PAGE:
A month ago, there was news about research that suggests you could imagine eating to eat less. This month brings another news story about how scientists are trying to break our tendency to be relentless eating machines.
Nestlé--who, along being a name synonymous with chocolate, is one of the world's largest food firms--is developing new products that will make you feel fuller faster and keep you satiated longer so that you don't eat so damn much.
If you like this story, consider signing up for our email newsletters.
SHOW ME HOW
You have successfully signed up for your selected newsletter(s) - please keep an eye on your mailbox, we're movin' in!
Its researchers' idea involves altering foods to trick our "gut brain." For example, one thing they're looking into are oils that get digested slower in the gut. According to the Wall Street Journal, "They first measured how long it took the artificial gut to digest olive oil at the natural rate. Then they added a compound called monoglyceride, which formed a protective coat around the oil molecules, making it harder for the gut's juices to break through and digest the oil."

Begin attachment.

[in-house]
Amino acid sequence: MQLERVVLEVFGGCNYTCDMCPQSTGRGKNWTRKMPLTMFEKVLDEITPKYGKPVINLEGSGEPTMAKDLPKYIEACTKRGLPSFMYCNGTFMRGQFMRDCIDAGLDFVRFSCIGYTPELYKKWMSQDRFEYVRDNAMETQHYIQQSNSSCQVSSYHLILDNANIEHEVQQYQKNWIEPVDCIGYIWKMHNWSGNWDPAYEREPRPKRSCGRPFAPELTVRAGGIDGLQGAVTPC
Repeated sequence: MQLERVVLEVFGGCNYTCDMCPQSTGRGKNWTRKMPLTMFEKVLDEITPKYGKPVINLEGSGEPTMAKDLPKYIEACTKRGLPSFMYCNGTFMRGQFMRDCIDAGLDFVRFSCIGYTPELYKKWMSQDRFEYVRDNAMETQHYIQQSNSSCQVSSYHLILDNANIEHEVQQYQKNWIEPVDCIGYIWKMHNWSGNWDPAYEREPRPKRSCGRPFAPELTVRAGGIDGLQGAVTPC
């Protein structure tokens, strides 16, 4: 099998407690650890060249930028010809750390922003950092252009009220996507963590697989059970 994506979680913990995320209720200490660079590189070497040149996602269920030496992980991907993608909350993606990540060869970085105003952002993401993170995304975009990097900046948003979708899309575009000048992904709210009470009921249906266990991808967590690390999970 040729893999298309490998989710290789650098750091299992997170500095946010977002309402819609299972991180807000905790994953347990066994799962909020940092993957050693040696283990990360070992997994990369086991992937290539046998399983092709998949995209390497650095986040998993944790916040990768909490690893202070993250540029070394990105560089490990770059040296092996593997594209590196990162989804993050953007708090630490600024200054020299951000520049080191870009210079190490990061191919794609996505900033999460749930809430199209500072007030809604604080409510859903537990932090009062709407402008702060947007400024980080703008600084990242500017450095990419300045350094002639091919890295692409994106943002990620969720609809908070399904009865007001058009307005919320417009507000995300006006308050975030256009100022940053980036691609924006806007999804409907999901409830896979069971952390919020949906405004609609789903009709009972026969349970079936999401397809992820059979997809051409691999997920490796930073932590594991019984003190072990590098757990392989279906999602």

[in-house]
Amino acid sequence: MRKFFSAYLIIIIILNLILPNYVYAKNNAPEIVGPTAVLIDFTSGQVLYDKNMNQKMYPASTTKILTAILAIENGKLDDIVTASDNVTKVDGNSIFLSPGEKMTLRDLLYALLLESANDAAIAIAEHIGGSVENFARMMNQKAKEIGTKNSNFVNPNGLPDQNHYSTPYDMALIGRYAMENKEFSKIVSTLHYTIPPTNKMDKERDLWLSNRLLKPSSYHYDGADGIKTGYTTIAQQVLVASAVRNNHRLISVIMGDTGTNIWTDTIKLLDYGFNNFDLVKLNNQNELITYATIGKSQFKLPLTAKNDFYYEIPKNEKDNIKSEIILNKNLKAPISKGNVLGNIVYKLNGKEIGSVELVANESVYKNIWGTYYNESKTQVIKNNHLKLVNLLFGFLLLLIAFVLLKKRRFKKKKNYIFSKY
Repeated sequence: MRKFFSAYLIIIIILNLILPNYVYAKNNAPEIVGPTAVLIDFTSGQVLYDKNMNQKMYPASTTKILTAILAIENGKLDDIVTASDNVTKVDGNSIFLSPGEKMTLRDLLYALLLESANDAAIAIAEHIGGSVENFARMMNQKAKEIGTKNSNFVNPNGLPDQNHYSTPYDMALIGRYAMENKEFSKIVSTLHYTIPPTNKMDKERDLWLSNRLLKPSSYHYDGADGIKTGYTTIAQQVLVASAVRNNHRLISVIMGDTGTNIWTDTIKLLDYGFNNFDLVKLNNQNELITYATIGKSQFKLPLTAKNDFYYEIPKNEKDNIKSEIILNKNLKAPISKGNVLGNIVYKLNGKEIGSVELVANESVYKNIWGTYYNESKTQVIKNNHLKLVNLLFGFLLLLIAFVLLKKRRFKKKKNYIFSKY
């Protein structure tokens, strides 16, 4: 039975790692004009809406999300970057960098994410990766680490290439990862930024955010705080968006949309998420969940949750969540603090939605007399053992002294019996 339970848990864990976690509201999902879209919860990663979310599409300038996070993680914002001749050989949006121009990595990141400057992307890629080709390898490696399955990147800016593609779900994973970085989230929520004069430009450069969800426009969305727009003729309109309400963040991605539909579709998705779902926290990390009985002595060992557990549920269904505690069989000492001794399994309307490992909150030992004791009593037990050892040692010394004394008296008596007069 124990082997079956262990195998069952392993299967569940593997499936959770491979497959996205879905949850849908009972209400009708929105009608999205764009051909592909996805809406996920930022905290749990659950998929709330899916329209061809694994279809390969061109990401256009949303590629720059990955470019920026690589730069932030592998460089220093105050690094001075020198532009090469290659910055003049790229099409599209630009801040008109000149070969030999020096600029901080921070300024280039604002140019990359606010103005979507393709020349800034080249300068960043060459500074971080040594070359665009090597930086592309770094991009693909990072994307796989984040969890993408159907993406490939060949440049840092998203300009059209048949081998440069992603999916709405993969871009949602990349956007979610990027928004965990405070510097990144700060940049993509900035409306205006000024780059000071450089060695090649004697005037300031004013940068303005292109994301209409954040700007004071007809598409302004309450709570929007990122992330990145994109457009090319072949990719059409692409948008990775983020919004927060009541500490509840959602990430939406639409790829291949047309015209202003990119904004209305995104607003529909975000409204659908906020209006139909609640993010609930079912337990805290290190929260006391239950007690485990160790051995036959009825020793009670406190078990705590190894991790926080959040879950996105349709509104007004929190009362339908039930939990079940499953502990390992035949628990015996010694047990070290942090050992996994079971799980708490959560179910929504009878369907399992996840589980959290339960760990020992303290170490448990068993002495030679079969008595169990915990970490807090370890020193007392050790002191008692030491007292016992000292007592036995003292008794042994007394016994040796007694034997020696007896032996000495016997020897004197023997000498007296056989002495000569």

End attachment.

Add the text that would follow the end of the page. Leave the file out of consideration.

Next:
Since it sticks around longer, researchers think your body will be tricked into thinking it doesn't need that next doughnut or bag of chips.
The rationale is this: "The body is in a state of continual hunger--its default position. But several factors work to curtail the hunger instinct, such as the presence of food in the digestive tract or the flow of nutrients in the blood. When these satiety factors dissipate, the body again demands food."
I'm no food scientist, but I remember Olestra, the brand of oil that basically shoots through your system without contributing to your fat intake, but whose side effects added the unfortunate phrase "anal leakage" to our vernacular. As they move forward, Nestlé should heed this as a cautionary tale.